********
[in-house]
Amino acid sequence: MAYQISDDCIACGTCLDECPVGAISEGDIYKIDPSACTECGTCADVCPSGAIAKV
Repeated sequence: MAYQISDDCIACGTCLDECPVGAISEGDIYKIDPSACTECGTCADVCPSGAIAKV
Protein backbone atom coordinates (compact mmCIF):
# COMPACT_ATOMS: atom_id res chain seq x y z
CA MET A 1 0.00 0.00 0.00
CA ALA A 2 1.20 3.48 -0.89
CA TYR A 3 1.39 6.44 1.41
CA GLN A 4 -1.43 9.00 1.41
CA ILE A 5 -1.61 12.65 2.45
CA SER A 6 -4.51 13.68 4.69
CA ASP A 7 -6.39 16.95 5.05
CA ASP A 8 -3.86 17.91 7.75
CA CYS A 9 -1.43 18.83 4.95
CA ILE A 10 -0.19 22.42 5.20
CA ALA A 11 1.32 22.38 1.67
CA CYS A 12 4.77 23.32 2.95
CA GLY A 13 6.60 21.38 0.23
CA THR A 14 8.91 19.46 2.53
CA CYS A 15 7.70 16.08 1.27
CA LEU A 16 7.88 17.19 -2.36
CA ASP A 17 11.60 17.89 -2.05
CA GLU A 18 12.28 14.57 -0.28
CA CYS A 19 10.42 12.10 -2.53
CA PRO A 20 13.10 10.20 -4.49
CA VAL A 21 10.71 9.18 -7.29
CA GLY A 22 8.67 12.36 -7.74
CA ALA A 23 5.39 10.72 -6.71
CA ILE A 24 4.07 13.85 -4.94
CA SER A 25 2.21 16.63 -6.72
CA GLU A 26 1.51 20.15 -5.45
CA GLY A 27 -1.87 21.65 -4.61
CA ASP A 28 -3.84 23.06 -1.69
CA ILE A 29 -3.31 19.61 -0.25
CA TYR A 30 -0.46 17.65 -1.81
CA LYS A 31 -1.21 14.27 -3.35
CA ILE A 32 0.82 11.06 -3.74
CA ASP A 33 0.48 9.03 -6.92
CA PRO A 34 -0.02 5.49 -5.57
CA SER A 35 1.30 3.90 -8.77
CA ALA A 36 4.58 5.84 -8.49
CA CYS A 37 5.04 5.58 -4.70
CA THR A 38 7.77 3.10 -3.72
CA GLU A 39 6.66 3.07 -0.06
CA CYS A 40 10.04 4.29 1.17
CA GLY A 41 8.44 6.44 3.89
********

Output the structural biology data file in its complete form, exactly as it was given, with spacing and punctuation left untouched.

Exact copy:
[in-house]
Amino acid sequence: MAYQISDDCIACGTCLDECPVGAISEGDIYKIDPSACTECGTCADVCPSGAIAKV
Repeated sequence: MAYQISDDCIACGTCLDECPVGAISEGDIYKIDPSACTECGTCADVCPSGAIAKV
Protein backbone atom coordinates (compact mmCIF):
# COMPACT_ATOMS: atom_id res chain seq x y z
CA MET A 1 0.00 0.00 0.00
CA ALA A 2 1.20 3.48 -0.89
CA TYR A 3 1.39 6.44 1.41
CA GLN A 4 -1.43 9.00 1.41
CA ILE A 5 -1.61 12.65 2.45
CA SER A 6 -4.51 13.68 4.69
CA ASP A 7 -6.39 16.95 5.05
CA ASP A 8 -3.86 17.91 7.75
CA CYS A 9 -1.43 18.83 4.95
CA ILE A 10 -0.19 22.42 5.20
CA ALA A 11 1.32 22.38 1.67
CA CYS A 12 4.77 23.32 2.95
CA GLY A 13 6.60 21.38 0.23
CA THR A 14 8.91 19.46 2.53
CA CYS A 15 7.70 16.08 1.27
CA LEU A 16 7.88 17.19 -2.36
CA ASP A 17 11.60 17.89 -2.05
CA GLU A 18 12.28 14.57 -0.28
CA CYS A 19 10.42 12.10 -2.53
CA PRO A 20 13.10 10.20 -4.49
CA VAL A 21 10.71 9.18 -7.29
CA GLY A 22 8.67 12.36 -7.74
CA ALA A 23 5.39 10.72 -6.71
CA ILE A 24 4.07 13.85 -4.94
CA SER A 25 2.21 16.63 -6.72
CA GLU A 26 1.51 20.15 -5.45
CA GLY A 27 -1.87 21.65 -4.61
CA ASP A 28 -3.84 23.06 -1.69
CA ILE A 29 -3.31 19.61 -0.25
CA TYR A 30 -0.46 17.65 -1.81
CA LYS A 31 -1.21 14.27 -3.35
CA ILE A 32 0.82 11.06 -3.74
CA ASP A 33 0.48 9.03 -6.92
CA PRO A 34 -0.02 5.49 -5.57
CA SER A 35 1.30 3.90 -8.77
CA ALA A 36 4.58 5.84 -8.49
CA CYS A 37 5.04 5.58 -4.70
CA THR A 38 7.77 3.10 -3.72
CA GLU A 39 6.66 3.07 -0.06
CA CYS A 40 10.04 4.29 1.17
CA GLY A 41 8.44 6.44 3.89